Turnure
Turnure

You have likely read about the new legislation pertaining to backyard cottages or mother-in-law apartments in our city. The Seattle City Council unanimously passed legislation (Council Bill 119544) on July 1 that will make it easier for more property owners to build backyard cottages (detached accessory dwelling units or DADUs) and basement units (attached accessory dwelling units or AADUs) and therefore provide more housing options for people living in Seattle.

The legislation:

• Reduces the minimum lot size required to build a DADU on a single-family lot from 4,000 square feet to 3,200 square feet.

• Increases the maximum size of DADUs from 800 square feet to 1,000 square feet, excluding any parking or storage areas.

• Removes the owner-occupancy requirement for ADUs.

• Removes the off-street parking requirement for ADUs.

• Allows two ADUs on one lot (either one attached and one detached, or two attached) if the second ADU meets a green building standard or will be affordable to households at or below 80 percent of area median income.

• Increases the maximum household size permitted on a single-family lot from 8 to 12 unrelated people only if the lot includes two ADUs.

• Increases DADU height limits by 1-3 feet, with flexibility for green building strategies

• Allows design flexibility to preserve existing trees and to convert existing accessory structures to a DADU.

• Introduces a floor-area ratio (FAR) limit for all new development in single-family zones with some exemptions (this regulation has a delayed effective date until March 1, 2020).

So, what does all of this mean in layman’s terms and what does this mean to our neighborhood?

One of the biggest changes is that the owner-occupancy requirement for ADUs has been lifted. This will allow for more rentals and unrelated parties to live in ADUs on an owner’s property. For some, this will make homeownership more affordable if they can subsidize costs of homeownership with rental income. I have also heard some clients discuss building either an ADU or DADU for their adult children who are having a hard time purchasing their first homes given Seattle home prices.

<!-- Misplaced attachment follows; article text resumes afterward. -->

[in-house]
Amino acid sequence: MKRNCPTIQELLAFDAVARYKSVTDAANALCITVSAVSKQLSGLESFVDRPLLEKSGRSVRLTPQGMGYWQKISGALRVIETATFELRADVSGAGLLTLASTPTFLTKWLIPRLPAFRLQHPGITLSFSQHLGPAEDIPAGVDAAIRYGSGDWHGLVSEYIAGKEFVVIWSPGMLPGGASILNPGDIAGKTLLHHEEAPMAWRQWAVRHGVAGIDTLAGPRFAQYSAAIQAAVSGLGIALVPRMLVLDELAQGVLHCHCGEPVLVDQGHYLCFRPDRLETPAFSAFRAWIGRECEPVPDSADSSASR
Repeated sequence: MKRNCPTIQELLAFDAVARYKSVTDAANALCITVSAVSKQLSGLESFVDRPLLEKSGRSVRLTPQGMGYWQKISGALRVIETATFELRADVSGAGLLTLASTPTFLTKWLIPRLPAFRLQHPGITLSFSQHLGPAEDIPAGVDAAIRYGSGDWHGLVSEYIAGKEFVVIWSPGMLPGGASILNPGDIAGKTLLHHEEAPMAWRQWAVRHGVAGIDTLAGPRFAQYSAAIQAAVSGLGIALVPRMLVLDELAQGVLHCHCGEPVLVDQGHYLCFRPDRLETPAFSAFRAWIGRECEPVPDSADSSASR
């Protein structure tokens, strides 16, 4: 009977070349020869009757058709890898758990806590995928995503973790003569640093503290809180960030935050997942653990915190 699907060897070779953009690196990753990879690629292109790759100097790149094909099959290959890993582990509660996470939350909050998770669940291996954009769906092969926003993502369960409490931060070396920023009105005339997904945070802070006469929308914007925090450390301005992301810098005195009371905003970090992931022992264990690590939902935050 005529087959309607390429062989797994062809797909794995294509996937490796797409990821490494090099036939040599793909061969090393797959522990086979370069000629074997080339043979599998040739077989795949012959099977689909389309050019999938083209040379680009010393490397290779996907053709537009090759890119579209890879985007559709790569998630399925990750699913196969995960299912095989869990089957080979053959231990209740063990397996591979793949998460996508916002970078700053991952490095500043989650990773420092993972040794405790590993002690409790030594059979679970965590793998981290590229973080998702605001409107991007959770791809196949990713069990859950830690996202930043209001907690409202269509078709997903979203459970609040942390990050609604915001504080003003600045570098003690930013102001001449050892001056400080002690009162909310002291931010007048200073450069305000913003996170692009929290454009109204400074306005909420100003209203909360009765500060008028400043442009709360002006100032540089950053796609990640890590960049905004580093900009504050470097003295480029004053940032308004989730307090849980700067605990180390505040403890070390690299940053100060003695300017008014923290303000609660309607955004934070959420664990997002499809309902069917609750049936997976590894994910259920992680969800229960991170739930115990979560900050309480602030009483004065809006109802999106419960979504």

On the flip side of this, there is more limitation on the size of home that can be built on lots. New home sizes built on single-family lots in Seattle are limited by the applicable FAR limit. FAR means the floor area coverage ratio based on lot size. The new legislation sets the floor-area ratio limit in single-family zones, which limits how much square footage a house can have in relation to its lot, to 0.5. For example, a single-story house could only have a footprint of half the lot, or a quarter for a two-story house with equal square footage. The City of Seattle website provides specifics on FAR for various lots and also addresses the exceptions and other regulations.

As we have seen, the tearing down and building of new homes in Madison Park and surrounding areas has increased dramatically over the past decade. This new legislation will have a significant impact on what builders and developers can build on any given lot. Whether you are a developer or builder or a homeowner considering tearing down and building, it is important to go to the city website or to consult an expert in this area before making a purchase or assessing the viability of a new build. While Realtors should stay current on these new laws, we are neither licensed nor the proper experts to be giving you advice on what you can and cannot build.

As you can see, overall this legislation offers pros and cons depending on the buyer of a property and their desired use. It is too early to say how this legislation will ultimately impact home and land values in our area, beyond the normal market trends. As a Realtor and former CPA, I look forward to tracking the trends in values and to sharing more in future articles.

Lisa Turnure is a broker and founding member at Coldwell Banker Bain in Madison Park.